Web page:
Citizens Advisory Board discusses policing, community issues

By: Kayla Dimick | Southfield Sun | Published April 13, 2016

 Nylah Morris, 8, of Southfield, reads her essay “Building a Family Tree,” which won the Dr. Martin Luther King Jr. Task Force essay contest this year.

Nylah Morris, 8, of Southfield, reads her essay “Building a Family Tree,” which won the Dr. Martin Luther King Jr. Task Force essay contest this year.

Photo by Donna Dalziel


SOUTHFIELD — Community input is one of the things that makes the Southfield Police Department great, according to Police Chief Eric Hawkins.

Each month, graduates of the Citizens Police Academy meet for dinner and discussion at the Southfield Police Department as part of the Citizens Advisory Board, where members have an unfiltered discussion on policing and community issues.

“The Citizens Advisory Board members meet with me once a month, and I take suggestions,” Hawkins said at the March 30 meeting. “The board will tell you that a lot of suggestions that I’ve gotten from the board have turned into policy in the Police Department, so I really appreciate you all.”

The Citizens Police Academy is a free 10-week program offered each fall that allows residents to learn the ropes of the Southfield Police Department.

On the docket for discussion at the meeting was police/community relations.

“Particularly in minority communities, there’s a disconnect. Law enforcement officers are having a problem kind of connecting in the community,” Hawkins said. “Everybody is talking about, how can we improve relations in our communities? What can we do? How do we start to build these bridges?”

Hawkins invited Nylah Morris, a third-grader at MacArthur K-8 University Academy, to discuss an essay she wrote on police/community relations. Morris won the 2016 Dr. Martin Luther King Jr. Task Force essay contest for her piece, called “Building a Family Tree.”
Morris read her essay, which proposes that communities build a family tree by strengthening the relationships between its members and the law enforcement community.

“They would build relationships by talking, telling stories to get to know each other. This is a great way for police and the community to meet in small places and talk face to face,” Morris said. “Another way to strengthen the community is for local police officers to walk the neighborhoods and patrol in a friendly way. This would be helpful to people who can’t leave their homes and make them feel safe.”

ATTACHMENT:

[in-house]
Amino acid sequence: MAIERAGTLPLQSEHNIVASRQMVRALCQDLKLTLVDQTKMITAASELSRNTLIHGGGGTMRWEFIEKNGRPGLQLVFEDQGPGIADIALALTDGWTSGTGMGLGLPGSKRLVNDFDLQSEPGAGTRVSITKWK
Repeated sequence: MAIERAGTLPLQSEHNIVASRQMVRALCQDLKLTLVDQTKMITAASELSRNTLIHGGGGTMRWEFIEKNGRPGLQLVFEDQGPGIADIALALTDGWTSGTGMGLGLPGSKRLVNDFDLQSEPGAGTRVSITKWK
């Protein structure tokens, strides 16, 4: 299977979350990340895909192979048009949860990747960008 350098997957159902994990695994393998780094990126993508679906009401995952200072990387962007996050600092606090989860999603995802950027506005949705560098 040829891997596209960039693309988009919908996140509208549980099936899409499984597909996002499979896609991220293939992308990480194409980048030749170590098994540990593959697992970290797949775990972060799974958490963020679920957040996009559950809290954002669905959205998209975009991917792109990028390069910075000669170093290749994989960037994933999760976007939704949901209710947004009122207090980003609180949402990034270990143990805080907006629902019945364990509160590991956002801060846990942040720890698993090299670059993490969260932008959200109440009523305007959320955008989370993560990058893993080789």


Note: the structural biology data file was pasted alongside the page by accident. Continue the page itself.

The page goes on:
Hawkins said the essay ties in with his efforts as chief. 

“When I saw this, I got goosebumps. It resonated so much for me, because we’ve been talking about all these things, and then Nylah writes this essay that brings it all together,” Hawkins said.

Hawkins asked the board for suggestions on how to improve morale within the Police Department.

Board member Yolanda Haynes suggested promoting a positive dialogue through social media.

“Social media: That’s the biggest place,” Haynes said at the meeting. “I don’t allow people to post on my page things that aren’t true, because that’s the way it’s going around now is the social media. People keep posting pictures and people keep adding comments to it, and that burns me up. What I do is try to show things that show cops doing good things, things in the community or addressing things nobody talks about. We need to be doing more of that.”

Negative portrayals of officers may be contributing to the low morale in the department, Hawkins said.

“Right now, with the climate in the country, we’re not seeing them as people. They’re symbols of something else. They walk into certain environments, and all of a sudden they’re not seeing (a person). They’re seeing somebody else. They’re seeing something else. Our officers, it’s kind of wearing on them a little bit.”